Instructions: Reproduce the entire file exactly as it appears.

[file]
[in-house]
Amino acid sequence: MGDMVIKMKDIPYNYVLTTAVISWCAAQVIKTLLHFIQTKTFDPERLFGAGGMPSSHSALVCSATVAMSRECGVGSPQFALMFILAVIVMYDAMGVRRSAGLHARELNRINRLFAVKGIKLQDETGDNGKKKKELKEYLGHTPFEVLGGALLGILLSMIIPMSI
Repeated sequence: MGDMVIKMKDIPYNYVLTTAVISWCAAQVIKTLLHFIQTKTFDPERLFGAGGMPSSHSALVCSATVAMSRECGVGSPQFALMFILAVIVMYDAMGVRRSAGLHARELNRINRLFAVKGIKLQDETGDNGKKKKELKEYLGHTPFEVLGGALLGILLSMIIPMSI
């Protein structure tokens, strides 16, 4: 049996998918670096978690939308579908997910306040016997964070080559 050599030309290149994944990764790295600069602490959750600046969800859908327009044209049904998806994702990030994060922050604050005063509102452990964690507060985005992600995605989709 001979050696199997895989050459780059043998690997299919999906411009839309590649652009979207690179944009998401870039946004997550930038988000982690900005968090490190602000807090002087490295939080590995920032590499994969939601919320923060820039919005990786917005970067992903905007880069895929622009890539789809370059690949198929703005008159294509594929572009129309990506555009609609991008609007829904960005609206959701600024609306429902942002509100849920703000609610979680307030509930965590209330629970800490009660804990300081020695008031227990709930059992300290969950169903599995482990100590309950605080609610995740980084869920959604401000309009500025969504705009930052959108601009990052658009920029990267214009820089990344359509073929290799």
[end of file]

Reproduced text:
[in-house]
Amino acid sequence: MGDMVIKMKDIPYNYVLTTAVISWCAAQVIKTLLHFIQTKTFDPERLFGAGGMPSSHSALVCSATVAMSRECGVGSPQFALMFILAVIVMYDAMGVRRSAGLHARELNRINRLFAVKGIKLQDETGDNGKKKKELKEYLGHTPFEVLGGALLGILLSMIIPMSI
Repeated sequence: MGDMVIKMKDIPYNYVLTTAVISWCAAQVIKTLLHFIQTKTFDPERLFGAGGMPSSHSALVCSATVAMSRECGVGSPQFALMFILAVIVMYDAMGVRRSAGLHARELNRINRLFAVKGIKLQDETGDNGKKKKELKEYLGHTPFEVLGGALLGILLSMIIPMSI
């Protein structure tokens, strides 16, 4: 049996998918670096978690939308579908997910306040016997964070080559 050599030309290149994944990764790295600069602490959750600046969800859908327009044209049904998806994702990030994060922050604050005063509102452990964690507060985005992600995605989709 001979050696199997895989050459780059043998690997299919999906411009839309590649652009979207690179944009998401870039946004997550930038988000982690900005968090490190602000807090002087490295939080590995920032590499994969939601919320923060820039919005990786917005970067992903905007880069895929622009890539789809370059690949198929703005008159294509594929572009129309990506555009609609991008609007829904960005609206959701600024609306429902942002509100849920703000609610979680307030509930965590209330629970800490009660804990300081020695008031227990709930059992300290969950169903599995482990100590309950605080609610995740980084869920959604401000309009500025969504705009930052959108601009990052658009920029990267214009820089990344359509073929290799």